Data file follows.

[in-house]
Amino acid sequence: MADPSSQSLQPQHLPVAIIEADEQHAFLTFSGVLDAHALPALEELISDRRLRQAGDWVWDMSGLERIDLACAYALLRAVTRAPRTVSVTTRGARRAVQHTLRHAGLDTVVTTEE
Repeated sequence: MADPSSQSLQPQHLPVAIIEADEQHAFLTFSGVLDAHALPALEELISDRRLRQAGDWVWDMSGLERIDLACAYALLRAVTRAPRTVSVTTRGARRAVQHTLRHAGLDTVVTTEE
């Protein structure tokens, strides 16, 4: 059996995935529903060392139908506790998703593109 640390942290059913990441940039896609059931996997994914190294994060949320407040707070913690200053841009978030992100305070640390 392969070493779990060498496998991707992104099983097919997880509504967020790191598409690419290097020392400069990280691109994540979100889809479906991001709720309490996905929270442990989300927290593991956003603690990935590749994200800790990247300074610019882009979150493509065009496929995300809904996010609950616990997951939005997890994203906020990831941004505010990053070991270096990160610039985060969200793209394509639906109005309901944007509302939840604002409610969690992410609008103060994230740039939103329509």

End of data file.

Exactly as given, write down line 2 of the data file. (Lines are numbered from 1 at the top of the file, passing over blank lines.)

Amino acid sequence: MADPSSQSLQPQHLPVAIIEADEQHAFLTFSGVLDAHALPALEELISDRRLRQAGDWVWDMSGLERIDLACAYALLRAVTRAPRTVSVTTRGARRAVQHTLRHAGLDTVVTTEE